How to Moderate Discussions on an Online Forum
An online discussion is a didactic method by means of which students learn to collect information, take a point of view, argue, give feedback to fellow students, and strengthen their communication skills. Discussion also increases student engagement in online education. You can organize discussions either asynchronously (forum), or synchronously (chat, video call).
The advantage of an online asynchronous discussion is that students do not have to be online all at the same time. It gives them time to look up things and think about the wording of their message. This increases the quality of their input.
An online synchronous discussion has the advantage that lecturers can quickly pick up on certain comments, and that the interaction runs a more natural course. The principles of a face-to-face discussion apply here. Use video conference tools (such as MS Teams) with integrated voting systems to moderate this online.
In the following Education Tip, we will take a closer look at the organization of an online asynchronous discussion through a forum.
When to Organize a Discussion on an Online Forum?
Online discussions can be used for knowledge acquisition and student collaboration. They enable you to create an interactive learning situation for your students, in which they communicate online, learn from each other, exchange ideas and thoughts, etc… . You give your students the opportunity to process the learning material and to express their own opinion in a structured way. Students, in turn, learn to justify their opinions, and if necessary, to adjust them.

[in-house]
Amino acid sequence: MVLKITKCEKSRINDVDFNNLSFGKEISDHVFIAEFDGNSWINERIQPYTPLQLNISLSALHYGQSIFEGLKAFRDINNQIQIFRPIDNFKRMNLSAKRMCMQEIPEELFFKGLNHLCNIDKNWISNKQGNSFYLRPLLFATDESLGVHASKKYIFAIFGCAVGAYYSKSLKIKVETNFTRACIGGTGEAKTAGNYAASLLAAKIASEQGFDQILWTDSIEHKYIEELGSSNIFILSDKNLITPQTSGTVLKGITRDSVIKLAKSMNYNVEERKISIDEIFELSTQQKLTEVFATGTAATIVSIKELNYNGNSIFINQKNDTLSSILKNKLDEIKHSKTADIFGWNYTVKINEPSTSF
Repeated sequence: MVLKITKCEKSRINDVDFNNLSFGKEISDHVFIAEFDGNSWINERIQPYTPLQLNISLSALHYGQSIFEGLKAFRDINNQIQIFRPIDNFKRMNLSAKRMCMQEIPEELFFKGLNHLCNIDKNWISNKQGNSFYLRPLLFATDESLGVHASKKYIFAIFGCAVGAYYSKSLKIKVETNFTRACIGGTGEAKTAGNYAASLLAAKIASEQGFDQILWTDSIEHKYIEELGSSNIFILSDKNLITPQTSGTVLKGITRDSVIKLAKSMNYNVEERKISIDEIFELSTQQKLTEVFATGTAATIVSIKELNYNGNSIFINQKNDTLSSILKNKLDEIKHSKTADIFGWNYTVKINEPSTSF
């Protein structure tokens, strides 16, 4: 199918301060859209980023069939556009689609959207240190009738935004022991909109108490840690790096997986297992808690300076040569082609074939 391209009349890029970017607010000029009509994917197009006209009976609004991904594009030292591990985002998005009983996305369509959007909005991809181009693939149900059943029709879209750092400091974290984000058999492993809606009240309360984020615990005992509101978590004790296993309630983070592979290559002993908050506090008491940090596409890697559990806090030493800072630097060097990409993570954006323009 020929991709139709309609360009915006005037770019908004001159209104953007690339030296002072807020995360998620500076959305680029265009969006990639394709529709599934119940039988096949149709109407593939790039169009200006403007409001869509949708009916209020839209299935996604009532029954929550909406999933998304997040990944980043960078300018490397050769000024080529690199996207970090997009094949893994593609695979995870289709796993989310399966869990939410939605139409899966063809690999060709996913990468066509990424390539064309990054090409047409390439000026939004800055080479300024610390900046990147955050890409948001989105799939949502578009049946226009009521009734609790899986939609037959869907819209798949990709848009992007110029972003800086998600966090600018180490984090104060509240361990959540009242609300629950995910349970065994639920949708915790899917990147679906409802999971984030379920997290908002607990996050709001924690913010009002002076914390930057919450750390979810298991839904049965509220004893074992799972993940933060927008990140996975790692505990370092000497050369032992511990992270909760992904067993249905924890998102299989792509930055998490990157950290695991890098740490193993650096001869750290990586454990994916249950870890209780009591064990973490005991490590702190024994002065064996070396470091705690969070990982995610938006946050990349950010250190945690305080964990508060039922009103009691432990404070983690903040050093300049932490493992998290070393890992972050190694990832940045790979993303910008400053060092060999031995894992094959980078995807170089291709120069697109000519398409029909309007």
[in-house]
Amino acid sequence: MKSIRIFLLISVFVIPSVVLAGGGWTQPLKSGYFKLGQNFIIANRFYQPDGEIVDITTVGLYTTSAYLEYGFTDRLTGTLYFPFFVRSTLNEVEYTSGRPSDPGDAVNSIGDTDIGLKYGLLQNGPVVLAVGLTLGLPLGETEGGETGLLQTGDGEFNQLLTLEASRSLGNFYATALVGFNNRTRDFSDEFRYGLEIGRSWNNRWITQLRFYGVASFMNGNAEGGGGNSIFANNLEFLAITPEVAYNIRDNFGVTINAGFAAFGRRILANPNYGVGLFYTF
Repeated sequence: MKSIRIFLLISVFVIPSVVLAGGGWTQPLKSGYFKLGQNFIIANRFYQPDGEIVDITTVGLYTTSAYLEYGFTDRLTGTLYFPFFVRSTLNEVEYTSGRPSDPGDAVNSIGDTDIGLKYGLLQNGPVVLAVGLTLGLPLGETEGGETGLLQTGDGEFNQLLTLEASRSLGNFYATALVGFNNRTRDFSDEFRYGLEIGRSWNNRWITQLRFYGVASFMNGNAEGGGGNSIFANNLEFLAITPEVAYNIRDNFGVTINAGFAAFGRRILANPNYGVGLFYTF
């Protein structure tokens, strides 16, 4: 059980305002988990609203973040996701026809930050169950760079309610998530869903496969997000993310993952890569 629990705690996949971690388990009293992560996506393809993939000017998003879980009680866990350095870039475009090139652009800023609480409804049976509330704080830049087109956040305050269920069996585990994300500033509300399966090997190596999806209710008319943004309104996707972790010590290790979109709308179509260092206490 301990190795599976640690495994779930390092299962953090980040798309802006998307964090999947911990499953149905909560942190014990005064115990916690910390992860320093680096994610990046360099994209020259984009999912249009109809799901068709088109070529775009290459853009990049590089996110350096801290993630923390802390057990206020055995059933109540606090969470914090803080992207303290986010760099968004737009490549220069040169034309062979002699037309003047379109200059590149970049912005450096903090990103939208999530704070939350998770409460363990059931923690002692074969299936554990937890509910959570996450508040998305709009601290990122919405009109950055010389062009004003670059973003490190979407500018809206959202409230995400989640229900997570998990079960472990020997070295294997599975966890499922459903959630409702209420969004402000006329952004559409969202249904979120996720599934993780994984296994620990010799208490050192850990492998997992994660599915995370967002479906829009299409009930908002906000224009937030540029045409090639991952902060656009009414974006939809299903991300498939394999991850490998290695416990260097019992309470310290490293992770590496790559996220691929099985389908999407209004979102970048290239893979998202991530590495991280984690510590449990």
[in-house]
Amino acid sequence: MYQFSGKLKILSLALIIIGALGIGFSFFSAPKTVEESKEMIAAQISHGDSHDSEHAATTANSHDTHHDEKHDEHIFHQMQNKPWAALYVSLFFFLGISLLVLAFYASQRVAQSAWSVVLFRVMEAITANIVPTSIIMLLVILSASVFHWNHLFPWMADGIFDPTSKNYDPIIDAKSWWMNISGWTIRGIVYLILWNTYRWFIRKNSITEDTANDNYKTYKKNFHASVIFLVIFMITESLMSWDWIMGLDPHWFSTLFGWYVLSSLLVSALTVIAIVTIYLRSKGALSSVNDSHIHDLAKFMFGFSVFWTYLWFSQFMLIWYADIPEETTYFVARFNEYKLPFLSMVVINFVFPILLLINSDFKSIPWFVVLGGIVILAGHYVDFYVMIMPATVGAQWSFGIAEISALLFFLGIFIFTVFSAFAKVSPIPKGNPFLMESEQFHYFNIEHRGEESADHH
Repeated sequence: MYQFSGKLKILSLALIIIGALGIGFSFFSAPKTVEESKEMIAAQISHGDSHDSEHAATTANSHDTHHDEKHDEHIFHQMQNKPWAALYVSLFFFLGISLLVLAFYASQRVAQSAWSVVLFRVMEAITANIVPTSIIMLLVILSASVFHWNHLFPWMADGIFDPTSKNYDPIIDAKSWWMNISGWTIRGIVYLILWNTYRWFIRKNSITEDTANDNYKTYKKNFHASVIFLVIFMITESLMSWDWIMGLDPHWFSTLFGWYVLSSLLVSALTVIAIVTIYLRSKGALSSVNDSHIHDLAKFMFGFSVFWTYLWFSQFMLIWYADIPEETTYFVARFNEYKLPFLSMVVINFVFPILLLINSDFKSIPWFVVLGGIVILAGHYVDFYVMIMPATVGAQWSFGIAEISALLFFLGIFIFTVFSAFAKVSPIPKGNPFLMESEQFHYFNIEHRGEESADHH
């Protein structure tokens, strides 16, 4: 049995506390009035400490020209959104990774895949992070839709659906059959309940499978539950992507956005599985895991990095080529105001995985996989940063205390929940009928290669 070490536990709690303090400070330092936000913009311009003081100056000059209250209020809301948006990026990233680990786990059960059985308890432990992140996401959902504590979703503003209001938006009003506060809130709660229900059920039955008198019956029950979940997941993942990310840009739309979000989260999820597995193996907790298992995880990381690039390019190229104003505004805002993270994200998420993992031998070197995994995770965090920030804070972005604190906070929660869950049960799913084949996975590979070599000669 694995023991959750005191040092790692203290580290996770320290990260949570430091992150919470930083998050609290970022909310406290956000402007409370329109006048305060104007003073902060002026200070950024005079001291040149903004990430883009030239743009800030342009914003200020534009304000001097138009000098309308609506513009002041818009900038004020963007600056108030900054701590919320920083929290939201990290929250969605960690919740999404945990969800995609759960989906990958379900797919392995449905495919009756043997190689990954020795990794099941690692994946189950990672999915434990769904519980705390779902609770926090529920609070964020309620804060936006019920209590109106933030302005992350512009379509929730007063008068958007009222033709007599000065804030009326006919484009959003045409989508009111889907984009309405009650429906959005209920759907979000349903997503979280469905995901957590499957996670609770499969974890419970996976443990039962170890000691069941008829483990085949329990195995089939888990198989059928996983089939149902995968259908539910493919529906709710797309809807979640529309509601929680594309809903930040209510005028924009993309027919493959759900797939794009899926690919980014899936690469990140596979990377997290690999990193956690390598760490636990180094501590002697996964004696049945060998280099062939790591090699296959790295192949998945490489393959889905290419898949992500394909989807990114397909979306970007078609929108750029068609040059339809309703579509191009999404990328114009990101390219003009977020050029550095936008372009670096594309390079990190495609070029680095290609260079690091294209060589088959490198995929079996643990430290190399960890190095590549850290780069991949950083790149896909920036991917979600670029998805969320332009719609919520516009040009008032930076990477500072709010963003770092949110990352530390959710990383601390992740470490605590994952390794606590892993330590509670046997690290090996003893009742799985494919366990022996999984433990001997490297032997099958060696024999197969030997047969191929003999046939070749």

This teaching method is often combined with another teaching method, such as a lecture. Lecturers can, for example, instruct their students to discuss a particular topic on the Ufora discussion forum. That discussion can then be the starting point for a follow-up lecture.
How to Use Online Discussions?
There are several options for using an online discussion group.
- low-maintenance: you activate the forum and leave it at that. Students can use the forum freely to discuss problems and questions, but participation is not mandatory. Keep in mind, though, that such low-maintenance treatment of the forum may lead to the dispersal of erroneous information. Be sure to warn the students of this.
- as a moderator: you supervise the discussion, and you intervene only when it is absolutely necessary, e.g. to steer the discussion back into the right direction, to clear up misunderstandings or to reinv but only when it is really necessary, for example: to push the discussion back into the right direction, clear up misconceptions or get the discussion going again.
- high-maintenance: you manage and control the discussion and minutely follow up on everything that happens on the forum. Putting in this much of an effort usually repays in higher-quality discussions.
Lecturers can either choose to supervise the discussion themselves, appoint an assistant or a student. The supervisor may then be assigned to comment on the students’ contributions, participate in the discussion themselves, steer the discussion into the right direction, to introduce new discussion points or to encourage students to take on those roles.